What to Know
- Step-by-step guides are available for free on the El Pueblo de Los Angeles site
- You'll need to have the materials on hand (they're listed on the site)
- Construction paper Las Posadas candles, tin ornaments, concha ornaments
There are so many meaningful, join-together, joy-filled events in December, and one of the oldest and sweetest happens at Olvera Street over nine candlelit nights.
It's Las Posadas, when musicians serenade Mary and Joseph as they search for room at an inn. The timeless canciones tell the heartfelt tale, and locals gather to watch the group wend through the historic thoroughfare.
Such evenings are not happening in 2020, but there is a way that you and your kids can find the spirit of the annual observance and connect with bygone times spent at Olvera Street.
For El Pueblo de Los Angeles has posted a few at-home crafts for families to enjoy, including a workshop devoted to Las Posadas candles.
These aren't wax pillars or tealights, we should note, and no wicks are involved.
Rather, these sweet candle-like crafts are made from construction paper, meaning you may have everything you need, materials-wise, around the house right now.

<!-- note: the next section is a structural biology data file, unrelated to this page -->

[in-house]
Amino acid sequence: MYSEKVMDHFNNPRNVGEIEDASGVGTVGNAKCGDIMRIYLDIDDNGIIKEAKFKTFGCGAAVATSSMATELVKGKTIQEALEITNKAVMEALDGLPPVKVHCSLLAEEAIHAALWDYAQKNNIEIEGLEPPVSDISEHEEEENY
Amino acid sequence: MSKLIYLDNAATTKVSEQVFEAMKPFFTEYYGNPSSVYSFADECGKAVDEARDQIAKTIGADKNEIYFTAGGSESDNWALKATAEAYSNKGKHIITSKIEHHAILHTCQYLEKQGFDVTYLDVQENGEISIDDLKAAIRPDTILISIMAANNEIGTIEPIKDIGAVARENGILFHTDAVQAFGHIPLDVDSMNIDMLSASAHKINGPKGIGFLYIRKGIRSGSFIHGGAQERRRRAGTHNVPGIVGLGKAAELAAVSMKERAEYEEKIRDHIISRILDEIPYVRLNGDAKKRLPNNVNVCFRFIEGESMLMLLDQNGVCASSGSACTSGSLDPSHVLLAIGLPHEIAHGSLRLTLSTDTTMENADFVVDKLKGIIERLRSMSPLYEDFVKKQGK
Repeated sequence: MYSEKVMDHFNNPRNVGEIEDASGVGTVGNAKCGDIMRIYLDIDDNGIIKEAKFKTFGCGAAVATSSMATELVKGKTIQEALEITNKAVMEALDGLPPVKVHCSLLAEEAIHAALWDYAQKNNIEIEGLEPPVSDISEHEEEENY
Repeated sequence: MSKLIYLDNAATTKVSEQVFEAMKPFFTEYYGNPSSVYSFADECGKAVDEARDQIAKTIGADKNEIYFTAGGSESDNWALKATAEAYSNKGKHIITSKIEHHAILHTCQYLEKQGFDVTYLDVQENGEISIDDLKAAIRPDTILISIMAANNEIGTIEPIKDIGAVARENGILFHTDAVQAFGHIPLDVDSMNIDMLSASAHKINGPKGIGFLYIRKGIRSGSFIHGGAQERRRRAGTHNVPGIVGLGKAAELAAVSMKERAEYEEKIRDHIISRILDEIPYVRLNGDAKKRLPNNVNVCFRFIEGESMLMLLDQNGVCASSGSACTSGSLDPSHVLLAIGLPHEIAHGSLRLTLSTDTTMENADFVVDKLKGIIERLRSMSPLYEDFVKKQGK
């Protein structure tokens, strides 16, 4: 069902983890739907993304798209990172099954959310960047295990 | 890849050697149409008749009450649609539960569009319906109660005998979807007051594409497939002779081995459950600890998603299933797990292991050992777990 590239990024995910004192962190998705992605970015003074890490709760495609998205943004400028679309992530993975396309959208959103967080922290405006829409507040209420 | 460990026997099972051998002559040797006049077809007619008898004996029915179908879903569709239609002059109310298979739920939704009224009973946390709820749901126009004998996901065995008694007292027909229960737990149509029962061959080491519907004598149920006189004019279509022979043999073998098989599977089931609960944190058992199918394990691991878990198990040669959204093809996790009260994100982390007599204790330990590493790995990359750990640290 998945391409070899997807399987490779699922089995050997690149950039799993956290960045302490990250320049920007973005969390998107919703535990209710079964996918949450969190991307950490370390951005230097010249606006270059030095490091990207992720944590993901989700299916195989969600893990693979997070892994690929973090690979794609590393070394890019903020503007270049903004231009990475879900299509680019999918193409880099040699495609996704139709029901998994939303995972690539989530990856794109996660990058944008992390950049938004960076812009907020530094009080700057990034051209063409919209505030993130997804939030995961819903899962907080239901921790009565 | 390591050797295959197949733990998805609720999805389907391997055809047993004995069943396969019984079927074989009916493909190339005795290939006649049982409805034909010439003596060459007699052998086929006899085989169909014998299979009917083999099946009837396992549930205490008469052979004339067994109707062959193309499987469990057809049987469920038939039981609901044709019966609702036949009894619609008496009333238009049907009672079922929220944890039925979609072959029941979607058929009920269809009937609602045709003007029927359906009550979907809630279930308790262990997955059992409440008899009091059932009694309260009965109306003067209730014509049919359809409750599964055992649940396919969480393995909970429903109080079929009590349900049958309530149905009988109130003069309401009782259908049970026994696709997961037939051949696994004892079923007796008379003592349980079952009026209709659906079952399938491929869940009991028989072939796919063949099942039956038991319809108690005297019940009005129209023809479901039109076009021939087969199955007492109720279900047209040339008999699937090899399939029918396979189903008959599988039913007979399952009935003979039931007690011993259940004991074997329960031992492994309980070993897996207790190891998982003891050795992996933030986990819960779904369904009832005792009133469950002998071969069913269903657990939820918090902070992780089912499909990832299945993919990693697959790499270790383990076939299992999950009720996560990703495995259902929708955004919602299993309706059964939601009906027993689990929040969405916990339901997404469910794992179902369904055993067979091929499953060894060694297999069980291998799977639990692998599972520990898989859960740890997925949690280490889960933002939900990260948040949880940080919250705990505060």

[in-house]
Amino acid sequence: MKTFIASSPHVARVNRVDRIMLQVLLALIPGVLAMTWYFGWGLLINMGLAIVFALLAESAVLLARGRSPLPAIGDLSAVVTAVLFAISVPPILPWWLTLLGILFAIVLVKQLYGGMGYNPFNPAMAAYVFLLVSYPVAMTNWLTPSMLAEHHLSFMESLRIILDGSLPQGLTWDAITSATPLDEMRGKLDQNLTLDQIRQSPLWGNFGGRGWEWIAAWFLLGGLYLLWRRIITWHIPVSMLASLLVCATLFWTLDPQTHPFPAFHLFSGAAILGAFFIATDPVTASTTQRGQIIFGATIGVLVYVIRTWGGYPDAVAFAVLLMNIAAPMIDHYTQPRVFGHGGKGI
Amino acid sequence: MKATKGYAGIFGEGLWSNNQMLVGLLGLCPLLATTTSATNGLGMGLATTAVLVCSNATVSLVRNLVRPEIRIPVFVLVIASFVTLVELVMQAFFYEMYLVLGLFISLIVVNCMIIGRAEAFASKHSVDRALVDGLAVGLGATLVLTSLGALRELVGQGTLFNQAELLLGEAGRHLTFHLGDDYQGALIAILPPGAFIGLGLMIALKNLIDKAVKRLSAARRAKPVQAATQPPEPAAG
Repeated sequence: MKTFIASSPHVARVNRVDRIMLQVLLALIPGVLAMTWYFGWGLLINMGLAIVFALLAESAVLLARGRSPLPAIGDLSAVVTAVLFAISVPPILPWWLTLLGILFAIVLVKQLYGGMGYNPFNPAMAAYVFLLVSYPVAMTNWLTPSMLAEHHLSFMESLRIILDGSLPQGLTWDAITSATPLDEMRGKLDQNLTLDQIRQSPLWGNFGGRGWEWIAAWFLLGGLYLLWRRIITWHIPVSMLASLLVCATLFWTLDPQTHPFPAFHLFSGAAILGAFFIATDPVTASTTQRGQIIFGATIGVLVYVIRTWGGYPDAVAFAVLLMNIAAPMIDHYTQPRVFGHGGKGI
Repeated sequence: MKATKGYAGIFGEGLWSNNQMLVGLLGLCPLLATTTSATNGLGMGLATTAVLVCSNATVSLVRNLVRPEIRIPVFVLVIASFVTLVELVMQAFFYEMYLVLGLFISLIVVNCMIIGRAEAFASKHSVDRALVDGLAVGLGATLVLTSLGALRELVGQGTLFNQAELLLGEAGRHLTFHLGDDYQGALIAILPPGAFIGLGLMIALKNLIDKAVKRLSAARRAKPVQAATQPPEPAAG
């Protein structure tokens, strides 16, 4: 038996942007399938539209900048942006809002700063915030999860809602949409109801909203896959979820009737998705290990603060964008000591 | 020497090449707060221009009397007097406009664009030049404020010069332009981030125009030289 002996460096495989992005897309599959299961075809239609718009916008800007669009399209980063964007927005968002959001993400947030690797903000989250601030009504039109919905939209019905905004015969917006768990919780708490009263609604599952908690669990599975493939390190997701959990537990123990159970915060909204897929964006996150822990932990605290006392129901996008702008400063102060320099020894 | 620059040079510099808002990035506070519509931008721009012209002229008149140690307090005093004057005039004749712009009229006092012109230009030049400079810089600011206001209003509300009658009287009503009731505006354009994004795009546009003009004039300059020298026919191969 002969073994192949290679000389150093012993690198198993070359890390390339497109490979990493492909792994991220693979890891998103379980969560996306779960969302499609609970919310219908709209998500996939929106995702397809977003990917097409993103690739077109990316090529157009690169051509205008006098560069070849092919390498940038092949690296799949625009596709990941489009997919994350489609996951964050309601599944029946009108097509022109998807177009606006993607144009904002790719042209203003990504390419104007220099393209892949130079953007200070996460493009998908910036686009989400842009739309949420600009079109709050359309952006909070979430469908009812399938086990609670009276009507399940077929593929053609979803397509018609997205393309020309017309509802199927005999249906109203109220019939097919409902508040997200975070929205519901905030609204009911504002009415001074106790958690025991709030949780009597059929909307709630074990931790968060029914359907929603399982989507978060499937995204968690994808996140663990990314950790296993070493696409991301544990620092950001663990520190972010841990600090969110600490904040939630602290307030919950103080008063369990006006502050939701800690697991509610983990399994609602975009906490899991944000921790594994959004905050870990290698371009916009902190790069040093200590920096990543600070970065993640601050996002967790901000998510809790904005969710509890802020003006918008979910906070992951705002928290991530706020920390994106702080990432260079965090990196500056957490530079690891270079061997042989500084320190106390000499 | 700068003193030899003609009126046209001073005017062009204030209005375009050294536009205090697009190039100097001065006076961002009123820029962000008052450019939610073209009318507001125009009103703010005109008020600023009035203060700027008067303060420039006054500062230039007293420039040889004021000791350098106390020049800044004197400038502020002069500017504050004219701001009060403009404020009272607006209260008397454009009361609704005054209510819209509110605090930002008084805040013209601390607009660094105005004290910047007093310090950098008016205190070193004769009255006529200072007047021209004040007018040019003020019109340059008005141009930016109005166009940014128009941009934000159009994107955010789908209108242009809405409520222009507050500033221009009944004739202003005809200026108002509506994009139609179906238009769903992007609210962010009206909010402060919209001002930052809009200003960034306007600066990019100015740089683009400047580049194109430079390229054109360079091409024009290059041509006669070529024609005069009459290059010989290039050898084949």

And are you a fan of the festive tin ornaments seen around Olvera Street?
You can make crafts that pay respectful homage to the traditional Mexican decorations if you have some foil in the house, and cardboard, and any twine (or yarn or even string).
For El Pueblo has also posted the step-by-step guide to making these merry tree baubles, beautiful additions that can take the shape of a star or a bell or a heart or anything you like.
And if you were hoping to have a few colorful conchas on your tree, there is a workshop for those, too, on the El Pueblo site.
Again, you'll need to have the materials and tools (like scissors) on hand, but the instructions are complimentary.
Dreaming of a future Christmas season, one that you'll spend strolling through Olvera Street during the nine nights of Las Posadas?
Here's one way to find the serene sweetness of the season, and some of the traditional touches you love, on the El Pueblo de Los Angeles site.